“In terms of obesity, cardiovascular disease, and diabetes, I think that it’s important to keep in mind that chocolate isn’t a magic bullet,” cautions Dr. Joshua Lambert, professor of food science at Pennsylvania State University. “Eating chocolate regularly, under 30 grams three times a week, can be part of a diet and lifestyle that is optimized for longevity and good health.”
And food safety comes into the picture in another way.
“Not only does processing help develop the flavor and aroma of the cocoa into the chocolate we know and love,” said Lambert, “it also pasteurizes the cocoa, reducing the risk of foodborne illnesses.”
While cocoa and chocolate are two terms often used interchangeably, they are not one and the same. Cocoa is the seed of a cacao tree while chocolate is made by mixing cocoa with other ingredients which can include milk, sugar, or cream.
The safest choices of the 28 bars tested were by brands including:
The chocolates that were high in both lead and cadmium include bars from:
Green & Blacks
How to decide
Look for dark chocolates with lower cacao percentages. If you’re considering a bar that CR didn’t test, you may want to opt for a 70 percent dark chocolate product over an 80 percent one, for example, or a 65 percent bar over a 70 percent one.
While that’s not a foolproof measure, Consumer Reports tests, as well as testing done by other organizations, suggest that cadmium levels tend to increase with the percentage of cacao. Lead levels don’t seem to be as closely tied to cacao percentage.
Alternate with milk chocolate. Cacao levels are lower in milk chocolate than in dark chocolate, so milk chocolate tends to have lower levels of heavy metals. But that doesn’t mean you can eat it with abandon: It has a lot more added sugars. So it is best to eat both kinds of chocolates only occasionally, not every day.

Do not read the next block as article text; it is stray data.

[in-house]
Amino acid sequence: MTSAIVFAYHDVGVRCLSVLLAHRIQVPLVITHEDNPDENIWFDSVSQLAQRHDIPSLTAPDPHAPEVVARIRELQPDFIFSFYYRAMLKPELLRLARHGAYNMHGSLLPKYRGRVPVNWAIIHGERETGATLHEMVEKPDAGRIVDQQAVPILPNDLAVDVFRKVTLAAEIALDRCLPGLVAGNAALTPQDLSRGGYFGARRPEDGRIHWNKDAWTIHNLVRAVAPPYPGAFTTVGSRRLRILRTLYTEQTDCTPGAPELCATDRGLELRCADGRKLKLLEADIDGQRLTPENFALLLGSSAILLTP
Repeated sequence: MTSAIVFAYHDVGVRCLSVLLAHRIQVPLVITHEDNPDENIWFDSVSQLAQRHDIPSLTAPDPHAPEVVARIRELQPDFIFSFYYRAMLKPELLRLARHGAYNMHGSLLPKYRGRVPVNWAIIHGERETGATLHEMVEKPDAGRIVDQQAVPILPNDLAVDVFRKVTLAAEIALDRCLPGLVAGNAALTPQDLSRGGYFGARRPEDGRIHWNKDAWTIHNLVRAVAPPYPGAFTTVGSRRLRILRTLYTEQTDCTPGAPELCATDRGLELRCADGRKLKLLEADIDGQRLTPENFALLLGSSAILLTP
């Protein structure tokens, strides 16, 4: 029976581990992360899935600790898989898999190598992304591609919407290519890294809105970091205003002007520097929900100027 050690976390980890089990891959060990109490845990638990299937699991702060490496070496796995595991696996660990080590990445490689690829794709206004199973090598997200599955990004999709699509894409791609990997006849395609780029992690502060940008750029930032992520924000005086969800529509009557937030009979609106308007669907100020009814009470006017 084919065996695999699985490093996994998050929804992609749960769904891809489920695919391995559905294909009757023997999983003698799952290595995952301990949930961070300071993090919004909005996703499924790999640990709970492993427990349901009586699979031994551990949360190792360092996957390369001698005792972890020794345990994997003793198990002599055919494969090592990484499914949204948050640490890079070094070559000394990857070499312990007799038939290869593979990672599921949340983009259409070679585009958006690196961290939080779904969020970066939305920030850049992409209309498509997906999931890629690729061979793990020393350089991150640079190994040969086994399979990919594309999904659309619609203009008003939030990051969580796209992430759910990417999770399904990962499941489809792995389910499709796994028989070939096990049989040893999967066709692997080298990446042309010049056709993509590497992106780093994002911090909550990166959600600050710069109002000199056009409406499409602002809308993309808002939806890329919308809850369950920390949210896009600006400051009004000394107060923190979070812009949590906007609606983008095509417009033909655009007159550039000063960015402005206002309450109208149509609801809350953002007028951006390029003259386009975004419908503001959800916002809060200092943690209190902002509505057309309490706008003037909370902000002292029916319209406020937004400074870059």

Consumer Reports’ petition to reduce toxins in dark chocolate
Consumer Reports has called on leading dark chocolate makers to reduce the level of dangerous heavy metals in their products.
Go here (https://www.consumerreports.org/health/food-safety/lead-and-cadmium-in-dark-chocolate-a8480295550/) to read more about how CR tested dark chocolate.
In letters accompanied by nearly 55,000 petition signatures, CR urged Trader Joe’s, Hershey’s, Mondelez, and Theo to make a commitment to take action by Valentine’s Day.
Go here (https://action.consumerreports.org/20221215_heavymetalschocolate_cro) to sign the petition.
Brian Ronholm, director of food policy at Consumer Reports, noted in the letter to the companies, “Consumers are troubled that many of their favorite dark chocolate bars contain high levels of heavy metals. Many choose to eat dark chocolate because of its potential health benefits and relatively low levels of sugar. But there’s nothing healthy about ingesting heavy metals.”
Not just chocolate
Consumer Reports is also advising consumers not to buy the popular Valentine’s Day hearts candy made by Spangle Company. The reason for this is that they are made with Red Dye No. 3, which is a known cancer-causing substance.
This iconic candy with its “cute flirty” sayings is a Valentine’s Day tradition.
While the U.S. Food and Drug Administration doesn’t prohibit this dye from being added to food, it does require that it be listed as an ingredient on a food item’s label.
More than 2,900 food products contain Red Dye 3, including many artificially flavored and artificially colored candies.
In addition to urging candy companies to stop using Red Dye 3, Consumer Reports joined the Center for Science in the Public Interest and other groups in October 2022 to petition the FDA for a ban on the cancer-causing ingredient in all food.